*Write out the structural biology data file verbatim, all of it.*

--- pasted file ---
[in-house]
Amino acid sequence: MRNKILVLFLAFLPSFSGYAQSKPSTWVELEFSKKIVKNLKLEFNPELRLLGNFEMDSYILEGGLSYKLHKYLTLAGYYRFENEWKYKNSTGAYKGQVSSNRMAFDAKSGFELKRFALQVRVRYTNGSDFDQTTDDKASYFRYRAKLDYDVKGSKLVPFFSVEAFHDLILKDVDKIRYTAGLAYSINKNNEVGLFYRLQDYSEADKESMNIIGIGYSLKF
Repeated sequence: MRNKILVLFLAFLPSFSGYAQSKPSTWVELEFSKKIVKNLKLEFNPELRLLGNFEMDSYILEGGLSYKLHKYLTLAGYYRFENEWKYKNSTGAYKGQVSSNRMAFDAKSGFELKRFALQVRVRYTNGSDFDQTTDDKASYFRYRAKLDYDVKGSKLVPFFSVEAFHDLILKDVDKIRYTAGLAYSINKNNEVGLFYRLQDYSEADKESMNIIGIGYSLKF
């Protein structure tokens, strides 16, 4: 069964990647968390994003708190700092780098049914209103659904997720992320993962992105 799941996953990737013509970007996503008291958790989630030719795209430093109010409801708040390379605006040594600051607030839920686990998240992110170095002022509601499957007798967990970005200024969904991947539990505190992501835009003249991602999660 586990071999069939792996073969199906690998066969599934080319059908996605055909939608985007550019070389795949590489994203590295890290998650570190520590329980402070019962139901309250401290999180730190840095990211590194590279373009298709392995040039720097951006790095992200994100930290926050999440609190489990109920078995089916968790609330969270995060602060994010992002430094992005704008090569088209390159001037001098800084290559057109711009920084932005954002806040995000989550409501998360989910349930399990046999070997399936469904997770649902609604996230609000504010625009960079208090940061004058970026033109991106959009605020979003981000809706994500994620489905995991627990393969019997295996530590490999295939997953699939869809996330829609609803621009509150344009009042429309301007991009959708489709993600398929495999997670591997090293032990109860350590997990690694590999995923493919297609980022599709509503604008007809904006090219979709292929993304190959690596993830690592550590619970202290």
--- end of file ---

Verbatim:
[in-house]
Amino acid sequence: MRNKILVLFLAFLPSFSGYAQSKPSTWVELEFSKKIVKNLKLEFNPELRLLGNFEMDSYILEGGLSYKLHKYLTLAGYYRFENEWKYKNSTGAYKGQVSSNRMAFDAKSGFELKRFALQVRVRYTNGSDFDQTTDDKASYFRYRAKLDYDVKGSKLVPFFSVEAFHDLILKDVDKIRYTAGLAYSINKNNEVGLFYRLQDYSEADKESMNIIGIGYSLKF
Repeated sequence: MRNKILVLFLAFLPSFSGYAQSKPSTWVELEFSKKIVKNLKLEFNPELRLLGNFEMDSYILEGGLSYKLHKYLTLAGYYRFENEWKYKNSTGAYKGQVSSNRMAFDAKSGFELKRFALQVRVRYTNGSDFDQTTDDKASYFRYRAKLDYDVKGSKLVPFFSVEAFHDLILKDVDKIRYTAGLAYSINKNNEVGLFYRLQDYSEADKESMNIIGIGYSLKF
């Protein structure tokens, strides 16, 4: 069964990647968390994003708190700092780098049914209103659904997720992320993962992105 799941996953990737013509970007996503008291958790989630030719795209430093109010409801708040390379605006040594600051607030839920686990998240992110170095002022509601499957007798967990970005200024969904991947539990505190992501835009003249991602999660 586990071999069939792996073969199906690998066969599934080319059908996605055909939608985007550019070389795949590489994203590295890290998650570190520590329980402070019962139901309250401290999180730190840095990211590194590279373009298709392995040039720097951006790095992200994100930290926050999440609190489990109920078995089916968790609330969270995060602060994010992002430094992005704008090569088209390159001037001098800084290559057109711009920084932005954002806040995000989550409501998360989910349930399990046999070997399936469904997770649902609604996230609000504010625009960079208090940061004058970026033109991106959009605020979003981000809706994500994620489905995991627990393969019997295996530590490999295939997953699939869809996330829609609803621009509150344009009042429309301007991009959708489709993600398929495999997670591997090293032990109860350590997990690694590999995923493919297609980022599709509503604008007809904006090219979709292929993304190959690596993830690592550590619970202290």